|River City Depots|
A brief history of depots in the River City, 1856-1910
When railroad historians and enthusiasts think of passenger stations, often their interests are limited to specific types and timeframes. This shouldn't seem too surprising given the fact that most of us have a favorite railroad and are drawn to specific types of architecture. Too, numerous communities saw their depots vanish decades ago; thus many modern-day Americans aren't even aware of the fact their towns ever had railroad passenger stations.
This situation is repeated in Sacramento. Here, at least seven different structures (four of them related to the Central Pacific and Southern Pacific railroads) have served passengers for the myriad lines once operating within city limits since the mid-1850s. Unlike many American cities, however, Sacramento is blessed with the survival of two grand 20th-century depots plus a third, reconstructed 19th-century station.
Among these, the Amtrak (former Southern Pacific) station is currently receiving attention due to increased passenger traffic related to the successful San Jose-Oakland-Sacramento Capitol Corridor trains. Let's journey back through time now, and examine the railroad passenger depots of Sacramento and their places in history.
Thus, the lack of a formal depot in Sacramento is entirely plausible in the late 1850s and early 1860s; enclosed passenger stations had begun appearing along America's existing railroads only a decade or so earlier. The Central Pacific Railroad could boast little better when it started building east from Sacramento in 1863. The company's first trains operated for the benefit of construction materials and crews, not the public. Within a year, once rails had reached to "Junction" (today known as Roseville), the CP's first scheduled passenger train was run.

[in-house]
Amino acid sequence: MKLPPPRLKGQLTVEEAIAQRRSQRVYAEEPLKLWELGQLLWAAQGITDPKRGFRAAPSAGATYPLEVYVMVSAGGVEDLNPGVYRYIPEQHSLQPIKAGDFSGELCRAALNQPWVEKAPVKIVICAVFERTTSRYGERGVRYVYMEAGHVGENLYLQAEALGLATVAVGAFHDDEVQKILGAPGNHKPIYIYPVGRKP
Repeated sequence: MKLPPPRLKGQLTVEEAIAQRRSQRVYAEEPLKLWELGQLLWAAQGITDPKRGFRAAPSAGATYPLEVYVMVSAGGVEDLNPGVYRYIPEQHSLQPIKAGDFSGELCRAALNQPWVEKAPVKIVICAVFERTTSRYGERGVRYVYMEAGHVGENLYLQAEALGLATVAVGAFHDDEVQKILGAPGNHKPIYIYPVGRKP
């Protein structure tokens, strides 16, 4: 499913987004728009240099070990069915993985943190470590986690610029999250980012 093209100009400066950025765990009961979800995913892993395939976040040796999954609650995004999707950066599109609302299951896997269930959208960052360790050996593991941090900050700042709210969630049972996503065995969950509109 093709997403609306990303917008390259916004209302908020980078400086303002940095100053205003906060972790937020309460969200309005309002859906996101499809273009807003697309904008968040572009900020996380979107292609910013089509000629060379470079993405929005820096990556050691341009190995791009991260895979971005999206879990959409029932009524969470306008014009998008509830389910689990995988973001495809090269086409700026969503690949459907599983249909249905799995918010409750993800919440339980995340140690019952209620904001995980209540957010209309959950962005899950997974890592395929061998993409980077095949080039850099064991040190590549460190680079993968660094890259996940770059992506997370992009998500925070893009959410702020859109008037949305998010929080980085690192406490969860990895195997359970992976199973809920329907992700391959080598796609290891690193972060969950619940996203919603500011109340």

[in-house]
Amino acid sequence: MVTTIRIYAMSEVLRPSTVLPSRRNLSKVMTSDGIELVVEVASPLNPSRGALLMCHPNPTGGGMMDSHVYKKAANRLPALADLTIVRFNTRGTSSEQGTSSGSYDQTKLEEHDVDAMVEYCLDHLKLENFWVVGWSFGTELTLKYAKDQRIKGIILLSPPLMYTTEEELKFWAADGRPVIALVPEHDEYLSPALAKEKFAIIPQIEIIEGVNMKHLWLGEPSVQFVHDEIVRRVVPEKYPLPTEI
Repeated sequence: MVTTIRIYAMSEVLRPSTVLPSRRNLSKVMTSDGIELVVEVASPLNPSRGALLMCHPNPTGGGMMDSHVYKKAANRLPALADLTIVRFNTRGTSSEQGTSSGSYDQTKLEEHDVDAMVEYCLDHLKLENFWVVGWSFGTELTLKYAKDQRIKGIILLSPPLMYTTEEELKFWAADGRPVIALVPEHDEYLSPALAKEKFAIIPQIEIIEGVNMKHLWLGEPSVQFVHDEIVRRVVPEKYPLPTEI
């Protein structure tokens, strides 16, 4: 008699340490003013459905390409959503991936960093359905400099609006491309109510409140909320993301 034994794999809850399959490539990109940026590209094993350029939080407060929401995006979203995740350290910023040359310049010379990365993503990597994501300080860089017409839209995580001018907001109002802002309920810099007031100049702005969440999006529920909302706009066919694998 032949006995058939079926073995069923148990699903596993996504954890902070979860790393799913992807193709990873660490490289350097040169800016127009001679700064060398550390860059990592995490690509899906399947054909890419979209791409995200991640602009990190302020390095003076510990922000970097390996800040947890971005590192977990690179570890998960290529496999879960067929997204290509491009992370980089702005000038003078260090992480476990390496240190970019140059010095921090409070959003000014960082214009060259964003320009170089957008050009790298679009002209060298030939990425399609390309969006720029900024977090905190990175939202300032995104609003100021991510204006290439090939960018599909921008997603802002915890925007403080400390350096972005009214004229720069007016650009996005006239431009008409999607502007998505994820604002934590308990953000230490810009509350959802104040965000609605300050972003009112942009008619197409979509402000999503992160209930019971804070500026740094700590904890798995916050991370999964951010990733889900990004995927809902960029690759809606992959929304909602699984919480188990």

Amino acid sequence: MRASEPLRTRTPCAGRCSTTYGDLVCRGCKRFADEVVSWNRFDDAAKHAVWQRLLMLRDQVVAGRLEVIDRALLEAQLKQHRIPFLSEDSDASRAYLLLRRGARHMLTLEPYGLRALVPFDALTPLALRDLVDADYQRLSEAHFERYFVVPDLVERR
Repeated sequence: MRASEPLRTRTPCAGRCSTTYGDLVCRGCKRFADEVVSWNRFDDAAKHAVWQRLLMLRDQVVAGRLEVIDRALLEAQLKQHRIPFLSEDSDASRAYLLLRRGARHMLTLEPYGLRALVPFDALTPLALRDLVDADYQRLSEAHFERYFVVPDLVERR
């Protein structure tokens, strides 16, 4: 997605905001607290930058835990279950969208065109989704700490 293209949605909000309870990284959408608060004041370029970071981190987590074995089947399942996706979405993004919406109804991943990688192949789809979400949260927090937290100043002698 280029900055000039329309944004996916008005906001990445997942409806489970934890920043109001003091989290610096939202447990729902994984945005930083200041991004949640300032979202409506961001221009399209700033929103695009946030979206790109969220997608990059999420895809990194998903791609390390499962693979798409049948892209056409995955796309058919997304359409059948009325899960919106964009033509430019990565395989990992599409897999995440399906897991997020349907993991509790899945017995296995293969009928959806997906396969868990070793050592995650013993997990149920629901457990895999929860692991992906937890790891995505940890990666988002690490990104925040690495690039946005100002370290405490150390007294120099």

Of the company's early situation, early CP/SP historian David L. Joslyn noted in his 1948 history of the Sacramento Shops that "The [Central Pacific] railroad had no shops, few tools, and only several miles of track ready for the reception of motive power. In fact, the biggest building they owned was a small tool house on the levee. This was later used as the first ticket office for the road. The little building stood there on the levee near the foot of I Street untilâ€¦it was demolished."